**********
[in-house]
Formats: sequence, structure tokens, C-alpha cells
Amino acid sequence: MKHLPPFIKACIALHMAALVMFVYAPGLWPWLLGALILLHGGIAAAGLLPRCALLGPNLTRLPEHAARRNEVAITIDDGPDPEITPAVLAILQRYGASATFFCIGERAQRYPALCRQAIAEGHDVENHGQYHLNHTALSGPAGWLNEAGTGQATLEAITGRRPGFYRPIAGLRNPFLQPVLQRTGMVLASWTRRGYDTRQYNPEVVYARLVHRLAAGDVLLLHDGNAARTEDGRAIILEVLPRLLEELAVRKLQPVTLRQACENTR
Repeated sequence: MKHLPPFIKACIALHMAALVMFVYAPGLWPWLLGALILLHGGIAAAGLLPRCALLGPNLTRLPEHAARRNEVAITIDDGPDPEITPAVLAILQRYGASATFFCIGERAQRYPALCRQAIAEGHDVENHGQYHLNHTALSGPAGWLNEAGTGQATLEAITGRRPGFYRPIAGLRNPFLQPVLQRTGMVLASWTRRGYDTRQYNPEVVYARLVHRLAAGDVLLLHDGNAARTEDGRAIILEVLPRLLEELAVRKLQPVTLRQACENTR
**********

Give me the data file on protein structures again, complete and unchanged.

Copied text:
[in-house]
Formats: sequence, structure tokens, C-alpha cells
Amino acid sequence: MKHLPPFIKACIALHMAALVMFVYAPGLWPWLLGALILLHGGIAAAGLLPRCALLGPNLTRLPEHAARRNEVAITIDDGPDPEITPAVLAILQRYGASATFFCIGERAQRYPALCRQAIAEGHDVENHGQYHLNHTALSGPAGWLNEAGTGQATLEAITGRRPGFYRPIAGLRNPFLQPVLQRTGMVLASWTRRGYDTRQYNPEVVYARLVHRLAAGDVLLLHDGNAARTEDGRAIILEVLPRLLEELAVRKLQPVTLRQACENTR
Repeated sequence: MKHLPPFIKACIALHMAALVMFVYAPGLWPWLLGALILLHGGIAAAGLLPRCALLGPNLTRLPEHAARRNEVAITIDDGPDPEITPAVLAILQRYGASATFFCIGERAQRYPALCRQAIAEGHDVENHGQYHLNHTALSGPAGWLNEAGTGQATLEAITGRRPGFYRPIAGLRNPFLQPVLQRTGMVLASWTRRGYDTRQYNPEVVYARLVHRLAAGDVLLLHDGNAARTEDGRAIILEVLPRLLEELAVRKLQPVTLRQACENTR